Yes, a born again Christian does go to heaven even if he dies at his own hands. There is nothing in the Scriptures that teaches that God’s wrath remains on a man if he commits suicide. In fact, Romans 8:38 affirms that no death of any kind can separate a believer from the love of God that is in Christ Jesus.
Yes, the church can help people tempted to commit suicide.Sisters in Christ can and must aid other women who are distraught to the point of suicide. Brothers must connect closely enough to other men that they can aid when a man is on the verge of believing The Lie. God has given to the Church His Word, His Spirit and His Son to address every need a man has, including any needs that might cause one to consider suicide.
No, there is no definitive guide, sign, indicator, or hint that suicide may be in the mind of someone close to you. Many survivors say, “He seemed so happy,” “We have no explanation,” or "How did I not see this coming?" The fact is the evil one is a devious liar and can prey on the strongest of us in a moment of weakness.
No, this final act does not and should not define a person’s life. It is easy for a survivor to consider the loud and abrupt end of one’s life as the moment that characterizes him. This is an unfair and inaccurate conclusion.
I appreciate what my friend, Jeremy Frazor, wrote about Jonathan. Jeremy is a staff evangelist at Jonathan’s home church in Simpsonville, South Carolina.
Praying for and grieving with the Hamilton family tonight. Thinking back on his life brings a big smile to my face. I remember when God got a hold of his life as a teenager. The zeal and joy he had. He was on fire for God! Going soul winning downtown Greenville, playing soccer for the Mohicans, teaching him gymnastics and watching him flip. What a gifted person. Fun times!!! In the last couple of years, I remember a song that our team did that he wrote called, “Higher Ground.” It was awesome! I know he is enjoying Heaven! He is with Jesus Christ his Lord. I’m jealous in a good way for him. Looking forward to seeing him again soon!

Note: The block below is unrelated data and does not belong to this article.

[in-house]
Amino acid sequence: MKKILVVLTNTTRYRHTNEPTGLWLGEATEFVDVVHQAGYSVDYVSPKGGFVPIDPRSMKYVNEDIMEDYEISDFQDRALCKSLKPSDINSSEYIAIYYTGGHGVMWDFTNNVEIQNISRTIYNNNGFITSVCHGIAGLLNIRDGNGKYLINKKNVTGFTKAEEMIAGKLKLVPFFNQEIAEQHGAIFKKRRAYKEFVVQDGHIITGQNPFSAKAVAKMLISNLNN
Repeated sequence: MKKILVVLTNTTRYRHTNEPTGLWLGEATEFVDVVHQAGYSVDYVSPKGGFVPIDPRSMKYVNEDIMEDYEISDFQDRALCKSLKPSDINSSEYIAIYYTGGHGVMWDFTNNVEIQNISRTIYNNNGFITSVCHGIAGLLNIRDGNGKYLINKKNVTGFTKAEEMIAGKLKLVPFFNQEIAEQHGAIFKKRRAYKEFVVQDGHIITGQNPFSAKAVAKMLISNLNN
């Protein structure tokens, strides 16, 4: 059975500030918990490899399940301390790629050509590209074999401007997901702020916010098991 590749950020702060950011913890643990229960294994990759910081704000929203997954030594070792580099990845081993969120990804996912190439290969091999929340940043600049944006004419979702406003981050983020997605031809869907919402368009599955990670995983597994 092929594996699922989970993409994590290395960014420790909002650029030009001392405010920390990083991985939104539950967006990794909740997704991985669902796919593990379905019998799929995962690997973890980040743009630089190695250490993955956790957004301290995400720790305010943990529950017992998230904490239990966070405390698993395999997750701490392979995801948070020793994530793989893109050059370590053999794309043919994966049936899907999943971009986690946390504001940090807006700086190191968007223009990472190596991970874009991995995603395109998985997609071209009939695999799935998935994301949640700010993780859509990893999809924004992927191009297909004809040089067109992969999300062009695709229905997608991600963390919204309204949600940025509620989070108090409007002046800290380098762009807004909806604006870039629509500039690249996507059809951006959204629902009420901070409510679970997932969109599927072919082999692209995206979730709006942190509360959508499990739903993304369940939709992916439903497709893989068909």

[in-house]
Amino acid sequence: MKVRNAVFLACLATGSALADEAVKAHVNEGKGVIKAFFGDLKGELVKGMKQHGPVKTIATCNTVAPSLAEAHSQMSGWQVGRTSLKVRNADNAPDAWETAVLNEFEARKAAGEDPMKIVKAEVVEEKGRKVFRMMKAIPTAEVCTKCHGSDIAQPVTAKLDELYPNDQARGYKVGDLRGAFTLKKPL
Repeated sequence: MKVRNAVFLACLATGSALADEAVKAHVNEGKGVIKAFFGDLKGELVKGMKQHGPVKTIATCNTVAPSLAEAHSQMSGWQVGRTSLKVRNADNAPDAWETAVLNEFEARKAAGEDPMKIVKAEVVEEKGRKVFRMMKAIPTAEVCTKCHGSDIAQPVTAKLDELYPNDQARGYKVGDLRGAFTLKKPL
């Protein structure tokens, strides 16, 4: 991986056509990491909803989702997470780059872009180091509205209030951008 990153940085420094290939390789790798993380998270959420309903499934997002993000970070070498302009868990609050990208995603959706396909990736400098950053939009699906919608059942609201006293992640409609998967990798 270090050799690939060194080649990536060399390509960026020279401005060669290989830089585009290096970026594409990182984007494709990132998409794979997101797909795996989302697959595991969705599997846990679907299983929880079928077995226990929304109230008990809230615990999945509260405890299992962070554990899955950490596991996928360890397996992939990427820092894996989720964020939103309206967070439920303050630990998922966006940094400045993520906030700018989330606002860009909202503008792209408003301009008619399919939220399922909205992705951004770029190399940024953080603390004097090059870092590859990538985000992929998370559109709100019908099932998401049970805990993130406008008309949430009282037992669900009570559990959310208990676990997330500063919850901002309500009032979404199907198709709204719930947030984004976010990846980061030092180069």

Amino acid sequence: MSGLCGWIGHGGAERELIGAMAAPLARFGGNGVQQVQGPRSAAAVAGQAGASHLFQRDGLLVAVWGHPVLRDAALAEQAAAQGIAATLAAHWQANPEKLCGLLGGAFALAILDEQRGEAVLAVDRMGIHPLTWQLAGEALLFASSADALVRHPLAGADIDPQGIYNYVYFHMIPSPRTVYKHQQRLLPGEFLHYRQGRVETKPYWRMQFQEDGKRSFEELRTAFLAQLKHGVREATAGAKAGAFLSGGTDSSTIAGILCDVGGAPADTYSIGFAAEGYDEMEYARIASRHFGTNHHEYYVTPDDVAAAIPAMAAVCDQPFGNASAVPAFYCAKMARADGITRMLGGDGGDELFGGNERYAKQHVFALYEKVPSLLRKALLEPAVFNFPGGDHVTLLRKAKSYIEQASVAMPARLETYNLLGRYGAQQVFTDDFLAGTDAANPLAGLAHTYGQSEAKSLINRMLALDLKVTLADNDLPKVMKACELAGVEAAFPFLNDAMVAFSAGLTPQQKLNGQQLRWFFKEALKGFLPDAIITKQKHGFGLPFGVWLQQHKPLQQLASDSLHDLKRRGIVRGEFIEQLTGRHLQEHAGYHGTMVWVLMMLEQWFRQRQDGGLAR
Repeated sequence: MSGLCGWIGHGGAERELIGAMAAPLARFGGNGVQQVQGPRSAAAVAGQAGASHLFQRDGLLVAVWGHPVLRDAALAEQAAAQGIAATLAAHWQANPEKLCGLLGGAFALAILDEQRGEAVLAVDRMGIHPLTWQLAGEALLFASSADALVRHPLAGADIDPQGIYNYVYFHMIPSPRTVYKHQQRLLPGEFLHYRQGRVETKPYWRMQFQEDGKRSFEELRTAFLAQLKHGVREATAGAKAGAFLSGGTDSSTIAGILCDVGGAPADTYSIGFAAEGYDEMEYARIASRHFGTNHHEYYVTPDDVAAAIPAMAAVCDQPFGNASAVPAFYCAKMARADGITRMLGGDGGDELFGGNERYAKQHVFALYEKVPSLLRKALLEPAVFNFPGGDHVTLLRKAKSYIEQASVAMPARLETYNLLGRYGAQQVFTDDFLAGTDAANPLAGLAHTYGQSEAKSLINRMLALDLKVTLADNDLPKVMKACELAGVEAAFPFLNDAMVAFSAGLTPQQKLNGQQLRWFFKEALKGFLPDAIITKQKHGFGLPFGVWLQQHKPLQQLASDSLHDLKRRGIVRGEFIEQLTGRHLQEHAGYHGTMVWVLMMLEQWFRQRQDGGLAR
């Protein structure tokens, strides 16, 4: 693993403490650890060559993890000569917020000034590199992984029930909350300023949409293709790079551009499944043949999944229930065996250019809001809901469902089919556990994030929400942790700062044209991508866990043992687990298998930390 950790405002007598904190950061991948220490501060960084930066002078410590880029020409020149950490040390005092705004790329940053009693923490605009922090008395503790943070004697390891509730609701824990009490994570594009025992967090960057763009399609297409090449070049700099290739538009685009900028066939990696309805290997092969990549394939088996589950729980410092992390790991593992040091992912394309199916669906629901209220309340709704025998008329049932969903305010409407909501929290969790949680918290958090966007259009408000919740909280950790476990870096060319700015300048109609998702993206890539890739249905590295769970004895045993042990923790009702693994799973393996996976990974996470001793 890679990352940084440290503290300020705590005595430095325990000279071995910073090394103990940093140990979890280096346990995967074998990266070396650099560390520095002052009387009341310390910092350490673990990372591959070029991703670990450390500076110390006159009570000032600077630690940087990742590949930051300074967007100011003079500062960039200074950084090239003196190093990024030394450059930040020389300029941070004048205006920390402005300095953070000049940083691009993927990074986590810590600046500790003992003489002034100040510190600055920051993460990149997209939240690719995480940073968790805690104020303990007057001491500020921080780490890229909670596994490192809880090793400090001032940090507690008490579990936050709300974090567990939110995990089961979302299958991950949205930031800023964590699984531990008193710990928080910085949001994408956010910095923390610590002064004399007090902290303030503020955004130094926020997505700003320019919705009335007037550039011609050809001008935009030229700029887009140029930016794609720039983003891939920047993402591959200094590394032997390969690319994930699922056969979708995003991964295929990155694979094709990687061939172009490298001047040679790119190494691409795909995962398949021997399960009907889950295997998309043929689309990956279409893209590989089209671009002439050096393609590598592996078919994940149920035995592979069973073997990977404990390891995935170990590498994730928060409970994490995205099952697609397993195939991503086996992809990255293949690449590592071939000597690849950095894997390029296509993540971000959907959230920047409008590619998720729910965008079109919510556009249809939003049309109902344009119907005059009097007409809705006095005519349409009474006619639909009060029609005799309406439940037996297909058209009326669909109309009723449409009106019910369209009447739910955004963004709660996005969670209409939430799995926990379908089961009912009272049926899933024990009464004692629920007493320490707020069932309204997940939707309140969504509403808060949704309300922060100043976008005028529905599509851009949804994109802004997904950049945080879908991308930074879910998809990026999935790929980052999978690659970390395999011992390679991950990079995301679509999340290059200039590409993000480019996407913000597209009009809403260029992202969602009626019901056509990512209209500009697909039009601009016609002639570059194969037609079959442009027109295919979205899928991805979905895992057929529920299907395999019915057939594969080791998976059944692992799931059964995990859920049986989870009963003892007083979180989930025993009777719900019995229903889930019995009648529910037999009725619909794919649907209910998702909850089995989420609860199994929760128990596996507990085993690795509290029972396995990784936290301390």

No, pastoral and ministry families are not exempt from believing The Lie. We are made of the same flesh that you are. Sometimes we feel that we cannot live up to your expectations. Sometimes our children no longer want to live in the glass house. Sometimes, we believe The Lie that Jonah believed, “Better dead than live a ministry life.” Pray for us and for pastor/ministry families that you know. Be attentive to their loneliness, their moves to isolation, and to the heavy burdens they endure like the heavy burdens you endure.
No, neither you nor your family is exempt from believing The Lie. A fatal error across a wide spectrum is thinking I could never do that. At best, such thinking is naive. Guard your mind against even the slightest consideration of taking your own life. It's a lie to conclude better dead than alive.
No, we will not shame you or judge you if you tell us that you are tempted by The Lie. I suspect that many people, including me and possibly you, have entertained the thought, “Better dead than alive.” By God’s grace we overcame through the power of the risen Jesus Christ.
We know that apart from God’s grace, we too would be a statistic. We want to help you to overcome too and conclude, I have been crucified with Christ: it is no longer I who live, but Christ who lives in me; and the life which I know live in the flesh I live by faith in the Son of God, who loved me and gave Himself for me (Gal. 2:20).
Praying for the Warren family. Praying for the Hamilton family. Praying for the people of First Calvary Baptist Church that none would believe The Lie and that all would assist any who may now be on the edge of believing The Lie.
As always I welcome your feedback and any suggestions you might have for an upcoming Lunchtime Musing.
As always I welcome your feedback and any ideas you might have for an upcoming Lunchtime Musing.